It is critical for clinicians to recognize that patients with congenital defects (and repairs) have not been included in any of the large atrial fibrillation trials such as the Atrial Fibrillation Follow-Up Investigation of Rhythm Management (AFFIRM) and How to Treat Chronic Atrial Fibrillation (HOT CAFE) rate-versus-rhythm studies, any of the anticoagulation trials evaluating risk stratification schemes such as CHADS2, or efficacy trials involving novel anticoagulation agents. Each patient therefore needs to be carefully evaluated and treated on an individual basis at a center specialized in adult CHD.
"Importantly, for any atrial tachyarrhythmia that is associated with hemodynamic instability, synchronized direct current cardioversion should be utilized without delay," says Dr. McLeod.
Anti-arrhythmic drugs remain a cornerstone in the management of atrial arrhythmias in CHD patients; however, most anti-arrhythmic drugs should not be routinely used in this patient group because of the risks of proarrhythmia. Important differences in management are highlighted as follows:
Radiofrequency catheter ablation is now utilized early in the course of many adult patients with atrial tachyarrhythmias, particularly for atrial arrhythmias. Radiofrequency catheter ablation in these patients can be challenging and should be referred to experienced centers. Although early success rates are excellent even in the most complex defects, long-term recurrence rates remain suboptimal, especially when multiple circuits coexist and atrial scars are abundant. The reentrant circuit can often be modified sufficiently to reduce symptomatic recurrence and improve anti-arrhythmic drug therapy or pacing efficacy.
Similar to acquired heart disease, symptomatic bradyarrhythmias require permanent pacing, but knowledge of intracardiac and vena caval anatomy is critical. To avoid thromboembolic complications, epicardial pacemaker placement is mandatory if a residual intracardiac shunt exists. Coronary sinus lead placement can also be utilized in selective cases where the tricuspid valve cannot be crossed, and atrial anti-tachycardia devices are typically reserved for patients who also present with bradycardia. ICD implantation is frequently appropriate, and the newer subcutaneous ICD systems provide a useful alternative in selected groups.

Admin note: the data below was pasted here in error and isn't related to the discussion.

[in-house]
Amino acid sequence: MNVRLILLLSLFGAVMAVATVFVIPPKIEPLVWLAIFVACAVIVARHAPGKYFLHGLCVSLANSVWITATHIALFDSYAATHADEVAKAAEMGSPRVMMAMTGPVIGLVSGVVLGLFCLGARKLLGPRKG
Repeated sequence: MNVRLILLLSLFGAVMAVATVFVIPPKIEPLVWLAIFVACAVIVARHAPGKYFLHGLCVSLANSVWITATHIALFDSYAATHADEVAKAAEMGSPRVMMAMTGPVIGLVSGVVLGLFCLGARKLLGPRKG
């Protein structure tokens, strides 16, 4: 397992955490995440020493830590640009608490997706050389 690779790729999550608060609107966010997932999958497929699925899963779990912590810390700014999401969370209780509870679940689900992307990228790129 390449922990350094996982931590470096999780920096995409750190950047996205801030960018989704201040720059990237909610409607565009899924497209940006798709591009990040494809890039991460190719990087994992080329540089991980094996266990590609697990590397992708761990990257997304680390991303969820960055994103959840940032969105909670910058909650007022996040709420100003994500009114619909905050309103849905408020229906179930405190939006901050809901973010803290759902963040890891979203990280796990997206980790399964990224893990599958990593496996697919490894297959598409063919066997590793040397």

Anticoagulation therapy should be considered in CHD patients as soon as an atrial rhythm disturbance is identified. Patients with Fontan circulations or reduced ventricular function have low flow states in the heart and are at high risk of thrombus formation within the atria. Patients with repaired ASD also appear to be at considerable risk of thromboembolic complications in the setting of atrial arrhythmias, accounting for about one-fifth of late deaths in one series.
"The use of conventional thromboembolic risk-assessment scores, such as CHADS2, has not been evaluated in these patient groups and likely is inappropriate," says Dr. McLeod. The newer oral anticoagulant agents such as dabigatran, rivaroxaban, and apixaban also have not been specifically studied in CHD patients.
Atrial and ventricular arrhythmias are a major cause of late morbidity and mortality in this group of patients and should be managed at a specialized center. The Center for Congenital Heart Disease and the Heart Rhythm Clinic at Mayo Clinic in Rochester continue to be at the forefront in the multidisciplinary management of these complex patients who typically require multimodality strategies involving anti-arrhythmic drugs, detailed electrophysiological studies, radiofrequency catheter ablation and device therapy.